It was a sunny and balmy 80 degrees when we went to visit New Mexico’s most energy-efficient house, which was designed and built by Jonah Stanford, principle of Mojarrab Stanford Architects
and former president of Passive House Institute US
. Built as a live/work space near a reclaimed rail yard, the project is a highlight of the budding contemporary culture scene developing near the historic old town. The recently completed Passivhaus
is squarely based in modern design but it fits in neatly with the age-old pueblo style adobe buildings surrounding it. The real story though is how little energy the home consumes while still providing all the necessities for two working parents and their children. Read on to check out our exclusive look at this state-of-the-art home in the middle of the oldest capital in the US.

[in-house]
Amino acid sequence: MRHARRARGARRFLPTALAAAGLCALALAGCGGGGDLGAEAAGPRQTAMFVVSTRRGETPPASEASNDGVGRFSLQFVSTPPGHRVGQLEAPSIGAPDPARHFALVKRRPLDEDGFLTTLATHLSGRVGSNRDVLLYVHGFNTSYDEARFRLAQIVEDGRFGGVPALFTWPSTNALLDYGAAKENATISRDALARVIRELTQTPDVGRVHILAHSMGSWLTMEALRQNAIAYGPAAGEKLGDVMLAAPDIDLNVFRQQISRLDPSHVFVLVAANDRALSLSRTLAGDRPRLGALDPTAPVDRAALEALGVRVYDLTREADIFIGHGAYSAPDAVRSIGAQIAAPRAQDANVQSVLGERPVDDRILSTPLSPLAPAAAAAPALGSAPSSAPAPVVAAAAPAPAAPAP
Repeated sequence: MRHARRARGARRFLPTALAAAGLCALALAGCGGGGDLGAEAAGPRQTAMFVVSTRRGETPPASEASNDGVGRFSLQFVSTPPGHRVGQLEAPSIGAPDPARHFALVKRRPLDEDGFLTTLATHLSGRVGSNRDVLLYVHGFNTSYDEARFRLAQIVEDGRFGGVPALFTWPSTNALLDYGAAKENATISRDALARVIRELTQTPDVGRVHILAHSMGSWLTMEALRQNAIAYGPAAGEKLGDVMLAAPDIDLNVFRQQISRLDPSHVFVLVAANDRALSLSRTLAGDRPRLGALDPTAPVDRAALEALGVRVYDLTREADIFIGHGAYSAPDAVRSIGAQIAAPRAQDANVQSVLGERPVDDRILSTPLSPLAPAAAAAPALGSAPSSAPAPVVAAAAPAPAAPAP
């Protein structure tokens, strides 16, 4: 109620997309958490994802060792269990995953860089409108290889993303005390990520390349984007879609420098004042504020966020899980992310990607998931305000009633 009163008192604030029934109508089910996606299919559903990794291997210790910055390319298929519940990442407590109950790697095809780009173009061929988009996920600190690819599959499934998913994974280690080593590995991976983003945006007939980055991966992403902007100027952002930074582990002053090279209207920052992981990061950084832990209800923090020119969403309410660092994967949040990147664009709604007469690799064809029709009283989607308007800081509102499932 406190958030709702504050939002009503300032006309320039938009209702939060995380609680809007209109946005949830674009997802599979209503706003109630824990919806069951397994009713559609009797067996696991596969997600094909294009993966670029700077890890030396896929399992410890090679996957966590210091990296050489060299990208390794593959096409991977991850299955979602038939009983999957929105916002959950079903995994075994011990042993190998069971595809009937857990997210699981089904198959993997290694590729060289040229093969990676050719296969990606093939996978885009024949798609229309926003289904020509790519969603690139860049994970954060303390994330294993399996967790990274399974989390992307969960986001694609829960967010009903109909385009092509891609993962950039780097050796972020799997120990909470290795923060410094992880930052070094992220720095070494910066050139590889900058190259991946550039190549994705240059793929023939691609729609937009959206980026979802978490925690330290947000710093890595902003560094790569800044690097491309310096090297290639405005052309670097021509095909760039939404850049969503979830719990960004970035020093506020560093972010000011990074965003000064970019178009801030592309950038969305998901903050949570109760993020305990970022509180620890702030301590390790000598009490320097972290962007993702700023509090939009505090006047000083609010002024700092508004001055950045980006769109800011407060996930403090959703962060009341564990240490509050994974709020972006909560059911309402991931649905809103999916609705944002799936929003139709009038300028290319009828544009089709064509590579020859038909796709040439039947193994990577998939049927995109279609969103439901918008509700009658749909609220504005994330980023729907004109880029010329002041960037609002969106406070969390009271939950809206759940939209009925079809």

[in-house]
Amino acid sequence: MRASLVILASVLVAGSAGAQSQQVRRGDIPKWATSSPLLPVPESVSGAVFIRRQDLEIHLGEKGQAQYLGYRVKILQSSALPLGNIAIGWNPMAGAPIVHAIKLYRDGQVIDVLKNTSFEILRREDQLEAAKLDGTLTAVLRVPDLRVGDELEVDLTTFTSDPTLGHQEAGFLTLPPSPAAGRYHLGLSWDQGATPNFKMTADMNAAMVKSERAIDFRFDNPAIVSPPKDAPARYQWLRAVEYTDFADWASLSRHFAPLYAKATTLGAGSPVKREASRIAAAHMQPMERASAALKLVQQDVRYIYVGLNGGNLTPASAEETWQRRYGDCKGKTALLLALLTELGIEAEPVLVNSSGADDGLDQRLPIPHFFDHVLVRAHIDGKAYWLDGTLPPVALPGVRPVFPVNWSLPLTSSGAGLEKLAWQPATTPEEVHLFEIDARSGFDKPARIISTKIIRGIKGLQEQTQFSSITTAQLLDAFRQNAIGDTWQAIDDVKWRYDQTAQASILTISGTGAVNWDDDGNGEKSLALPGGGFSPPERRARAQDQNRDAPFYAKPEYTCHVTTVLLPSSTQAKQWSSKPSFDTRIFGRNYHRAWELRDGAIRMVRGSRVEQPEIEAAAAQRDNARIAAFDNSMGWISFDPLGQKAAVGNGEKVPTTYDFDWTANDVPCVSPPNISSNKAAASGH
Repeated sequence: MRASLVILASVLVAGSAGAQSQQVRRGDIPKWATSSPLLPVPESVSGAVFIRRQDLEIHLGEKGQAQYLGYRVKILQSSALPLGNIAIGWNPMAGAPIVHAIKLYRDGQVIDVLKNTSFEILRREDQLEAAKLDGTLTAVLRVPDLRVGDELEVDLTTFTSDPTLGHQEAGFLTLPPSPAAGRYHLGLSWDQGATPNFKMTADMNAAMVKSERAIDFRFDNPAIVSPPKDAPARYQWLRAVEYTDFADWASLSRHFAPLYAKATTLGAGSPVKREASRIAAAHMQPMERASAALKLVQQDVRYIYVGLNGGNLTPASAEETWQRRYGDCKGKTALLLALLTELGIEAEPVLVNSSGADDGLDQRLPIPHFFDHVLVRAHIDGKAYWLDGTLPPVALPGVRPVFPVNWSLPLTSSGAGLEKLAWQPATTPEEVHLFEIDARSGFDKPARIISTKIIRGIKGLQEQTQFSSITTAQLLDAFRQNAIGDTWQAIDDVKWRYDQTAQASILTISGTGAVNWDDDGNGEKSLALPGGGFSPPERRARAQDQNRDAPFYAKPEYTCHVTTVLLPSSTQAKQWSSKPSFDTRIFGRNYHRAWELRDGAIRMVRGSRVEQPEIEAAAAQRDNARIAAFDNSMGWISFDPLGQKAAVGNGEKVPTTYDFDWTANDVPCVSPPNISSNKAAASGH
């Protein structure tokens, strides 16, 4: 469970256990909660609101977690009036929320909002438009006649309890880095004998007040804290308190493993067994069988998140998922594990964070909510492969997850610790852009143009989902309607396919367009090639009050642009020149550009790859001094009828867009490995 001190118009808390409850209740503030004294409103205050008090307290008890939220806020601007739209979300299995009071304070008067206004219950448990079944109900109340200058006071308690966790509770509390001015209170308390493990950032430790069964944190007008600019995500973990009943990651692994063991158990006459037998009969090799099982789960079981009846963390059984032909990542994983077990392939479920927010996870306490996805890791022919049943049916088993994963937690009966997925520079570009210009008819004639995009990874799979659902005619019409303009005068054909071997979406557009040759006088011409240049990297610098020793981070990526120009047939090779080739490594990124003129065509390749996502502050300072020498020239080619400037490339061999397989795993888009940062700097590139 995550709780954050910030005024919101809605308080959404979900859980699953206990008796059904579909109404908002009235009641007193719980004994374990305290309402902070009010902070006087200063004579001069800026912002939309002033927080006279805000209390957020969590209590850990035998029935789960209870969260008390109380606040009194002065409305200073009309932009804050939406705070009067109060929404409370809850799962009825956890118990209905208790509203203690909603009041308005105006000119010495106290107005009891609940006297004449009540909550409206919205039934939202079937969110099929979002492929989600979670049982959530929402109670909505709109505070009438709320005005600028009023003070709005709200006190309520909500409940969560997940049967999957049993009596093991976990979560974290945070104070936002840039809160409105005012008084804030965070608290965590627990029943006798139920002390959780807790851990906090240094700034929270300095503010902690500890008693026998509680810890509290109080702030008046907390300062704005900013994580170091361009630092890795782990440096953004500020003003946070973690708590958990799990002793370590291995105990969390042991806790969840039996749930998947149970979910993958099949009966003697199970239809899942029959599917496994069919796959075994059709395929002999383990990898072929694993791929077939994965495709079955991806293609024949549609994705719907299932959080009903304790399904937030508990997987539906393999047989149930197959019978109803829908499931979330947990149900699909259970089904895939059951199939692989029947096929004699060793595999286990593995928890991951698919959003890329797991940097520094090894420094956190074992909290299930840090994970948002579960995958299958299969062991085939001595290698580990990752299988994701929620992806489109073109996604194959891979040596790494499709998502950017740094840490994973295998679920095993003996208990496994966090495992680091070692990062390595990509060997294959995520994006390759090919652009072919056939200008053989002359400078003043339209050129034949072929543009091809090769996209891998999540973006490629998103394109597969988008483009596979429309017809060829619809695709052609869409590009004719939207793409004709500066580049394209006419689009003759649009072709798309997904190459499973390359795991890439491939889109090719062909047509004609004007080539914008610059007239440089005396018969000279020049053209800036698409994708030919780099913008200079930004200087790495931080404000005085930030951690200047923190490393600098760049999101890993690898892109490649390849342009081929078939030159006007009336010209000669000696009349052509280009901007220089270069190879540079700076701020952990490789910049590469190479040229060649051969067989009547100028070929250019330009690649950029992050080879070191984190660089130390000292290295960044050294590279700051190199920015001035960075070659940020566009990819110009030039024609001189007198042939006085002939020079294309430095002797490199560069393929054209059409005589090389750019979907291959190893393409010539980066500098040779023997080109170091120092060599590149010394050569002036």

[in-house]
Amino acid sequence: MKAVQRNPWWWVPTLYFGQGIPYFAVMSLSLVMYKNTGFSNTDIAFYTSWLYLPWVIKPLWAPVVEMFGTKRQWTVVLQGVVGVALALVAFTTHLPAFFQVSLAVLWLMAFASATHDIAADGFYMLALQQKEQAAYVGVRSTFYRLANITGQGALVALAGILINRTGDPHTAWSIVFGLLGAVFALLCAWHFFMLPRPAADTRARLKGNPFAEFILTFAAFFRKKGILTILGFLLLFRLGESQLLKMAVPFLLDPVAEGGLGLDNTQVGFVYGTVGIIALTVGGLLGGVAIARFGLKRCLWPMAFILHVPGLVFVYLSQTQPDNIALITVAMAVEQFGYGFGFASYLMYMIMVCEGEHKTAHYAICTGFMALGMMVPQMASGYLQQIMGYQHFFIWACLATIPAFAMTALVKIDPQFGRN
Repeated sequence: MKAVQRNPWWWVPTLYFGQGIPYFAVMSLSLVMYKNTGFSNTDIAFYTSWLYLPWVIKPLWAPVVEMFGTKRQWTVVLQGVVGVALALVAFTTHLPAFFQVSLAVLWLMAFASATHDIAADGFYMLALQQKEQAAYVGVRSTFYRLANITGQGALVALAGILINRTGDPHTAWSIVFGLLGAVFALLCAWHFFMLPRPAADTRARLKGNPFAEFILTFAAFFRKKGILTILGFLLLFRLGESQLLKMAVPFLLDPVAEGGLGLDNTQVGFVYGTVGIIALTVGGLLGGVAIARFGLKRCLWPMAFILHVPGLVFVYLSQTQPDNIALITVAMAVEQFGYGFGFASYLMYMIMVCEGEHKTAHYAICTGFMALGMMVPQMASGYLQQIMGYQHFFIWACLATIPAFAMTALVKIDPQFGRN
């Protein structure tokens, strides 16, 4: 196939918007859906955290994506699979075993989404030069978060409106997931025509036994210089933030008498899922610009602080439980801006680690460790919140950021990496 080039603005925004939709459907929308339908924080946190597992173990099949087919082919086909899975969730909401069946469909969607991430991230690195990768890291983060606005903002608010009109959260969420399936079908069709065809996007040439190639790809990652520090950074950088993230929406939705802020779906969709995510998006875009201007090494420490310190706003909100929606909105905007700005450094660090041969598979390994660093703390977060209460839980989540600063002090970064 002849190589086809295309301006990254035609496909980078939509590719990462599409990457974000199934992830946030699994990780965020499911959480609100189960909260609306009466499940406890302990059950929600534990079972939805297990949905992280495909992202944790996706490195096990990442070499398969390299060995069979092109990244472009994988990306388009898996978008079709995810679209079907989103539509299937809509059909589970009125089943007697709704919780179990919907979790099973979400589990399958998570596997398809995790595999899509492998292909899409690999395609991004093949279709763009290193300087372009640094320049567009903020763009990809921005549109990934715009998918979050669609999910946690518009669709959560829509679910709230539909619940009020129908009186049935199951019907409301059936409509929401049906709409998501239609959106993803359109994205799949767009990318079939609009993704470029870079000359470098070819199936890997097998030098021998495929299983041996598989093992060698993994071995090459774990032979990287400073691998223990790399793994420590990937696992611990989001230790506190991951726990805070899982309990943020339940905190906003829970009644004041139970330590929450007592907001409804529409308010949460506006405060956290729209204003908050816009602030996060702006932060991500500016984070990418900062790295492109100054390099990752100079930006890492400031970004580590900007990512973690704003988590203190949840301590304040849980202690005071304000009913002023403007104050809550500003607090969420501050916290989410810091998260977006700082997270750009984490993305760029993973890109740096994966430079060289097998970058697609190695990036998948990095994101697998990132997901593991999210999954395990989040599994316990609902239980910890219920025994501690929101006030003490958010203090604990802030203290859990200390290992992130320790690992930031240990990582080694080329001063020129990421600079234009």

Santa Fe is the ideal climate for modeling Passivhaus buildings — summers can get hot and dry, while winters are bitterly cold at an elevation well north of 7,000 feet. Luckily, the sun shines a lot, and while this condition isn’t necessary for Passivhaus to be successful, the Balance House is able to take advantage of the great solar exposure, soaking the sun’s heat during the day and keeping it in at night and during inclement weather. The building is carefully shaded in the summer and does not require air conditioning.